Loss is an inevitable part of life, and it can take many forms, including business-related losses. Losing a good employee or friend unexpectedly, experiencing a departmental restructuring that undermines your confidence and security, being retrenched, or failing at a business or project are all examples of real losses that can be emotionally challenging.

So why is loss so hard to bear? I believe that our expectations create a false sense of security and comfort that is shattered when something unexpected happens. We have an image of the future that we have built, and when that future is no longer what we expected, we feel like we have lost a part of ourselves, a part we were relying on.

Sometimes, we choose to make a decision that will lead to a loss, such as renegotiating a contract with a key client, changing product range, focusing on different client segments, restructuring, or implementing price changes. These decisions are risky and expose us to potential loss. However, most big decisions and choices that take businesses to the next level require the courage to make a decision that will lead to loss.

When we experience recurring resentment, fear, anger, and/or resignation about a situation, we know that difficult decisions need to be made. These emotions are the early warning system that something needs to change. Our resistance to making the decision shows us how important the decision is.

So how do we make these decisions despite the potential loss? At RainTree, we suggest a two-step process.

Step 1: Answer these three key questions to clarify the impact of the decision:

  1. Is the decision good for the business?
  2. Is it ultimately good for the key relationships affected by the decision?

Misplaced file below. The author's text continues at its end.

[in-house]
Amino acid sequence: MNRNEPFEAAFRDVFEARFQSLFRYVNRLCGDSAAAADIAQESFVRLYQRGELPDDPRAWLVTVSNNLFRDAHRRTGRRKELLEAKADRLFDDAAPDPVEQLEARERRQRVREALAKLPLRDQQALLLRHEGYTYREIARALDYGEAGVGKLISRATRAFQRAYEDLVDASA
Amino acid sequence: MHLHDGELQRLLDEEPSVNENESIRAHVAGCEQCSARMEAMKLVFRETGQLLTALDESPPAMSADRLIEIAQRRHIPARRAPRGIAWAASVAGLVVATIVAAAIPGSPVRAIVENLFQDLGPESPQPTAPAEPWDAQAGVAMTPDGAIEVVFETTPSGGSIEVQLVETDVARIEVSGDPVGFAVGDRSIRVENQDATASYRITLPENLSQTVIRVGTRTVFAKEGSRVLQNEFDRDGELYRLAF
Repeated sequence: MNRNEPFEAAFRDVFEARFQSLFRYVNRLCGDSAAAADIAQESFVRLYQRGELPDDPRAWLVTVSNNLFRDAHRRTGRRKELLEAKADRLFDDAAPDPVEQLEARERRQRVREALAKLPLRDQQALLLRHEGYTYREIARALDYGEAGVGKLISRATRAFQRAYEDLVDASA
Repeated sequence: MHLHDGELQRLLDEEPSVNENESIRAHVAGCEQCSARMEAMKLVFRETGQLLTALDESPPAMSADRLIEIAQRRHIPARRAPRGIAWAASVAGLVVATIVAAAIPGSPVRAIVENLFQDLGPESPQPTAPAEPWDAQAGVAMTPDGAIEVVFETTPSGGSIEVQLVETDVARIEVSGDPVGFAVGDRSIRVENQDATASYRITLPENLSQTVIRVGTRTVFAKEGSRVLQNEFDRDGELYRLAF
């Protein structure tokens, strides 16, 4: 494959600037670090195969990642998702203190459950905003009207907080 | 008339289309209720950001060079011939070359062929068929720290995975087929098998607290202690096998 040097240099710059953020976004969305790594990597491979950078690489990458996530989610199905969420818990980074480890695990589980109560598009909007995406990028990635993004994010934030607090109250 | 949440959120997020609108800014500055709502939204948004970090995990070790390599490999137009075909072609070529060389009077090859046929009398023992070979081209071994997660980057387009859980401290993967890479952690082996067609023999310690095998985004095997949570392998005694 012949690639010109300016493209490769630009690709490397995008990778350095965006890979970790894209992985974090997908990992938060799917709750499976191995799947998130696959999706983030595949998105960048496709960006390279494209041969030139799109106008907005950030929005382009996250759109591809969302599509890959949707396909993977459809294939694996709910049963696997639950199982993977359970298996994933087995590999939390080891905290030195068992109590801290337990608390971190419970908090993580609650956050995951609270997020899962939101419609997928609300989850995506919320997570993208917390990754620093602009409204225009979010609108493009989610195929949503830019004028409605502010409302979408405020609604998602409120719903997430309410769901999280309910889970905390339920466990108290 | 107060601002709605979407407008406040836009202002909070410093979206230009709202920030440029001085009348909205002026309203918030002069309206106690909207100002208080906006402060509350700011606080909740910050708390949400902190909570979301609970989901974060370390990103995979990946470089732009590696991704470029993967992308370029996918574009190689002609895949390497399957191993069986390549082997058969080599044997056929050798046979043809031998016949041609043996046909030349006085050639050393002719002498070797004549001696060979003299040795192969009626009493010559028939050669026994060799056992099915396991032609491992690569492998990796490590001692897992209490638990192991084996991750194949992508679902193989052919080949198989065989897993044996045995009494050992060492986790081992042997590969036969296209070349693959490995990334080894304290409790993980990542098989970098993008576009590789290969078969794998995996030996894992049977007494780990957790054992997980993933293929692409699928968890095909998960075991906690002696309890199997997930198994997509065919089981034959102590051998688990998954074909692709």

3. Does it align with my values and vision?

These integrity-based questions support decision makers in realigning with the “why” behind the decision. They allow the leader to connect with the business, the people impacted, and their own values and principles. Exploring these three questions often dictates the decision that needs to be made. They also guide the “how” the decision must be communicated. How it is communicated and acted upon must support the business, relationships, and the leader. When this comes from a place of integrity and honours all three impacted areas, the loss is still experienced, but the leader is able to be at peace with the fact that they have done their best to handle the loss in the most constructive way possible.

Step 2: Evaluate the risk vs. opportunity:

Once you have clarified the impact of the decision, it is important to evaluate the risk versus the opportunity.  The second step assists you to consider the anticipated outcome of the decision so you can evaluate whether the opportunity is worth the risk.

Take time to visualize the potential positive outcome in 3, 6, or 12 months. Imagine the difficulty of change has been resolved and evaluate the “new” reality. Have you found a new “part” of yourself that you and the business can rely on? Have you found a healthy way to accept the loss and step into the new? Have you considered the good and bad aspects of the decision, as no decision is “perfect”? All decisions will have positive and negative consequences.

Loss comes before rebirth. It is a part of the natural process for us to have to let go of what does not work any longer to make space for the new that will work. Leaders cannot avoid the loss that comes from big and difficult decisions, but we can take responsibility for handling them with integrity and supporting the business to use the loss as the first step towards improvement, reinvention, and new beginnings. When leaders are confident that they have made the best decision in the best way possible, they can act on the decision and work through the challenges it brings. This allows us to open the door and focus on the new opportunities.  It welcomes the fresh starts, allows the healing to begin and the new to be born.

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